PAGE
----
Photo courtesy of the Travelers Companies
Scott Cornell, a transportation crime and theft specialist at the Travelers Companies, stands near the disguised Travelers Sting Trailer.

Watch out: 5 reasons cargo theft is a top concern for trucking

Nov. 2, 2016
Fleet Owner caught up with Travelers transportation crime and theft specialist Scott Cornell to hear the latest on cargo theft — and five reasons why it's got many in the freight and distribution business very concerned.

For the first time, insurer Travelers brought its Sting Trailer crime-busting tool to the American Trucking Assns.' safety, security and human resources gathering last week and gave attendees tours. Fleet Owner caught up with Travelers transportation crime and theft specialist Scott Cornell to hear the latest on cargo theft — and five reasons why it has many in the freight and distribution business concerned.

1. It's a very big problem.

The scope of cargo theft in the United States is broad and extensive. "It's a much bigger cost than people realize," Cornell says. The FBI places the annual economic toll cargo theft takes somewhere in the range of $15-$30 billion, he adds, depending on how you count, which is more than auto theft or all employee theft at the workplace.

Why such a range? Cargo theft is often reported under various crime codes, Cornell explains, and there's debate about how you tally it up.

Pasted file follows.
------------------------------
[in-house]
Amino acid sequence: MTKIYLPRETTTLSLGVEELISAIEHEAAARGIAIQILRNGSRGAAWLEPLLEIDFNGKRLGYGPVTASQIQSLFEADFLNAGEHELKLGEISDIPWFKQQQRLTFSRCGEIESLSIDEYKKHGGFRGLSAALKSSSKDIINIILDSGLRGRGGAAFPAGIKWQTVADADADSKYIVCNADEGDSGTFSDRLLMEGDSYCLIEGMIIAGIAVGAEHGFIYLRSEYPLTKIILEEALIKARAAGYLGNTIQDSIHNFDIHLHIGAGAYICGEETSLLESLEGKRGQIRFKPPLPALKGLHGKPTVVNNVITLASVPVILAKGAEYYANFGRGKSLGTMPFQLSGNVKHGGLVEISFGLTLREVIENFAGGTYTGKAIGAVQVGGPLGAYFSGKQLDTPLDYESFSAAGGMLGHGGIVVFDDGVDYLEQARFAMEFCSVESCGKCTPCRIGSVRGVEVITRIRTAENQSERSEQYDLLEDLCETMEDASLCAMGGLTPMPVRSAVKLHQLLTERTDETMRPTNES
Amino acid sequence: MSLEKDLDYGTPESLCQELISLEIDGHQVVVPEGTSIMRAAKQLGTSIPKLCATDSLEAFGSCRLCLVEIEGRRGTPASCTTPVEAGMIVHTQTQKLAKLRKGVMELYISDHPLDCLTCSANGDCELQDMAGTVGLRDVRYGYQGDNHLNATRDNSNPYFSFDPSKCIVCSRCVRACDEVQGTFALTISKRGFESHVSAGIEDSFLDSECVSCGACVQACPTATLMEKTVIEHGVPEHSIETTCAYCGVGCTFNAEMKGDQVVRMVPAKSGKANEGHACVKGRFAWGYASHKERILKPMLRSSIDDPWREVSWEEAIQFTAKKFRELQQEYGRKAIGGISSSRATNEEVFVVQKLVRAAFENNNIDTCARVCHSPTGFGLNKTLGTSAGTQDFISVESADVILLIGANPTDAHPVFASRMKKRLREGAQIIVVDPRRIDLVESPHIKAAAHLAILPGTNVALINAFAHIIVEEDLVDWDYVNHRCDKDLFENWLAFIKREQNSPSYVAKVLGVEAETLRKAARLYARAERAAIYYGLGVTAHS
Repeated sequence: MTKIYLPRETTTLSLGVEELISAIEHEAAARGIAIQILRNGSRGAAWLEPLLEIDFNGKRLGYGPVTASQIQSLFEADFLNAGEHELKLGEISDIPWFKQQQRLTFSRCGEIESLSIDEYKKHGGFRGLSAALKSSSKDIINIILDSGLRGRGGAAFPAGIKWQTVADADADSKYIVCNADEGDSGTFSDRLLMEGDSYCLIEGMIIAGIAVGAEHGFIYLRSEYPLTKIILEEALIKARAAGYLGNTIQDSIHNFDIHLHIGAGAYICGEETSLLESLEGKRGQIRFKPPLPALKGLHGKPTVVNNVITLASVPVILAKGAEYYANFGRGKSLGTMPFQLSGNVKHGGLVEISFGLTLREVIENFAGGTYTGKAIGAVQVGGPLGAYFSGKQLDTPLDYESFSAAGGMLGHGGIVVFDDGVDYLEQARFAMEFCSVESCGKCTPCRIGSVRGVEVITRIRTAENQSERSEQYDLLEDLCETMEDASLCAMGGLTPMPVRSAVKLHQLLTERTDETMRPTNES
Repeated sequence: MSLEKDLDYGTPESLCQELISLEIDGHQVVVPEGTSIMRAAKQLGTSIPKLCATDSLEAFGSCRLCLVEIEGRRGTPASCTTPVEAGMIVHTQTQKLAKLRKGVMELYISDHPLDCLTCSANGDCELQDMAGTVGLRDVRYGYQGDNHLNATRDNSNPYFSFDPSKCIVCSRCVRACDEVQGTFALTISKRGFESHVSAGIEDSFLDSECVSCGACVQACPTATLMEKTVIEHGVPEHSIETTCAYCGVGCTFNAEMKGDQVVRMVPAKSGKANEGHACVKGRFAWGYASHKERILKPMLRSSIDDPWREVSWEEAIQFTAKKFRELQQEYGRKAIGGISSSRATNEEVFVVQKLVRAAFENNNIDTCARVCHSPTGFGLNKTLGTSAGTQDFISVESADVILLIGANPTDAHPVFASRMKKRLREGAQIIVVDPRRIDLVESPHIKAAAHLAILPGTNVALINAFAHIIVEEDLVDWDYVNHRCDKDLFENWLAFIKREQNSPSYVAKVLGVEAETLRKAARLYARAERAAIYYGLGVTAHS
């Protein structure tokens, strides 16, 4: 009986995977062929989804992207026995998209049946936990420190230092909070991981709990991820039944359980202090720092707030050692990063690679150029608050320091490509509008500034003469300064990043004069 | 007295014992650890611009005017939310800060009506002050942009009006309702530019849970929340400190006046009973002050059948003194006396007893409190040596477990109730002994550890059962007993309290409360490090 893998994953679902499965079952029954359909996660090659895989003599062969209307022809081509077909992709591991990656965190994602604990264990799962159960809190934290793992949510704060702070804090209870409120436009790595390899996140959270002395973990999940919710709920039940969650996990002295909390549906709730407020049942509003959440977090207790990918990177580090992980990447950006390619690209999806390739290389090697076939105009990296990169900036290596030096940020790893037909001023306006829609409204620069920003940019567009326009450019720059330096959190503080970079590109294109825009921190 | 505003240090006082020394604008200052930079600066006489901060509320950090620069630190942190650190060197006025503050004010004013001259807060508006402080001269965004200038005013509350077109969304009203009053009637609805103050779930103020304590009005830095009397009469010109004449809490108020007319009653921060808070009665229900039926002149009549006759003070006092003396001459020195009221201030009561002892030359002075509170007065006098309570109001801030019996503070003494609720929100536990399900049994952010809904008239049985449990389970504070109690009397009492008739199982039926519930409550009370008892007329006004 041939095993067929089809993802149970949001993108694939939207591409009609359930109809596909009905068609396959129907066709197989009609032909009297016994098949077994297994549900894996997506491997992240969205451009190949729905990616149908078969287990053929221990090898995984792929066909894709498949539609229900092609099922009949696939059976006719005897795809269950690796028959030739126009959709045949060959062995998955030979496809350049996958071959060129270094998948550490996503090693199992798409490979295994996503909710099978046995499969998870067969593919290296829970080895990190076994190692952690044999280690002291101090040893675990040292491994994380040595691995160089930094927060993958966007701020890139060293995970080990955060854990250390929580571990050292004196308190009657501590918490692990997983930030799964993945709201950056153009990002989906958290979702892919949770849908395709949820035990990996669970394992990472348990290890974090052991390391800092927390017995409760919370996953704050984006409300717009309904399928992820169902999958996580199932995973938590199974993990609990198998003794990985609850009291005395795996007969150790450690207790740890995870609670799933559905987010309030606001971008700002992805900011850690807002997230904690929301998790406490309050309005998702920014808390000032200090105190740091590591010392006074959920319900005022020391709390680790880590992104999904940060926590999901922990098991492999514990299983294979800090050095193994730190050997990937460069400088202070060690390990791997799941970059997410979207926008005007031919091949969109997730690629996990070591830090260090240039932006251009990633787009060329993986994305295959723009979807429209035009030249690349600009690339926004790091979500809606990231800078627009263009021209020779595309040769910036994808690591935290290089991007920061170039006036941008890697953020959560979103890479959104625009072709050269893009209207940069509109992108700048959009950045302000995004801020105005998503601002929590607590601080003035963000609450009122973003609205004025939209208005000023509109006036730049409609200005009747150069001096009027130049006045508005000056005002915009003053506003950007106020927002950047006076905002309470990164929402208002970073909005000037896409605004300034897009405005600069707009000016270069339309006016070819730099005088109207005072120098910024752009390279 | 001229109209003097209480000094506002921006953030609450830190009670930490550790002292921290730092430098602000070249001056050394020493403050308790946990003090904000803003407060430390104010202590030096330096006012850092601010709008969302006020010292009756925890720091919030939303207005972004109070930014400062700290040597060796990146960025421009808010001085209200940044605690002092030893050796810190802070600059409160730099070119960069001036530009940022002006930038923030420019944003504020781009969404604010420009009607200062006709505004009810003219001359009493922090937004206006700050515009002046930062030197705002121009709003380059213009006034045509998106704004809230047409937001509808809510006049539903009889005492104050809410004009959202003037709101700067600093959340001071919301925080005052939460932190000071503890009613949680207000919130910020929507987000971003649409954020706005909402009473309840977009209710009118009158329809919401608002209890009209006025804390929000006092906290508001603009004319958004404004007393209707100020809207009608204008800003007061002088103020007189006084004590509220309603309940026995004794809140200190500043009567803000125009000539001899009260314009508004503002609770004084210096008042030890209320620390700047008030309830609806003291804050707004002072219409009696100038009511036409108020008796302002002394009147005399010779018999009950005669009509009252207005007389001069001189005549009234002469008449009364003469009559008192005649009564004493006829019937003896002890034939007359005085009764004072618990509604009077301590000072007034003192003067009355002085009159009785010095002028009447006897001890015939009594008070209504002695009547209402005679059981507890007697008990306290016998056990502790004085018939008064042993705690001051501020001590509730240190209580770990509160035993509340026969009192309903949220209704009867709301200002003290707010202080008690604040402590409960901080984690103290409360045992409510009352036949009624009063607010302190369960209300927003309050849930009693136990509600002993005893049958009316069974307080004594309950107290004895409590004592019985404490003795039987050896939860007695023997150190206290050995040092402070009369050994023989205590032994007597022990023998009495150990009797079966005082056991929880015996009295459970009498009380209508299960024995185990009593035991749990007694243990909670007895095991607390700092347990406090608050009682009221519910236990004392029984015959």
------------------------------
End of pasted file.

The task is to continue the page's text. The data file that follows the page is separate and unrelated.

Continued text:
"Is it just the cost of the TVs on a trailer that were stolen, for example, or is it that cost and the cost of replacing them — manufacturing them again, reshipping them, the value the store lost by not having TVs on its shelves?" he notes. "How much did 'company A' lose by not having those items in a given week when their competition did?

"There are all sorts of costs associated with cargo theft," Cornell says, which makes exact figures difficult to pin down.

2. No matter where or when it happens, the crime essentially can be invisible.

Even if it's taking place in broad daylight and right under people's noses, chances are good they might not even notice.

While tractor-trailers are a common sight around shopping malls and storefronts across the country, this one in particular can catch cargo thieves in the act and has helped recover millions of dollars in stolen goods. Its appearance, of course, is constantly changing. (CLICK TO ENLARGE)

"How many times have you pulled into a shopping mall and seen a tractor and a trailer there in the parking lot?" Cornell muses. And the obvious answer could be any or every time — as the distribution method for about four out of five goods or packages to stores across the nation, trucks and trailers frequently, if not nearly always, go hand-in-hand with shopping malls, storefronts and other places of business.

As a result, it'd be quite normal to see a truck pull up to a trailer, hook up and pull away, even if a particular instance of that happens to be cargo theft.

Alternately, cargo theft can take place out of the public's view in areas like industrial parks where trucks are picking up and dropping off loads or in dark lots where tractor-trailers are parked for the night. And in that case, it's simply "out of sight, out of mind" when it comes to being noticed.

"Cargo theft is one of those things where it affects everybody, but you don't see it or necessarily feel it up front," Cornell tells Fleet Owner. "And you don't realize when you buy that TV or cell phone that there may be some cost associated with cargo theft in that purchase — you just see it as the cost of the item."

3. A worrying new trend has been emerging.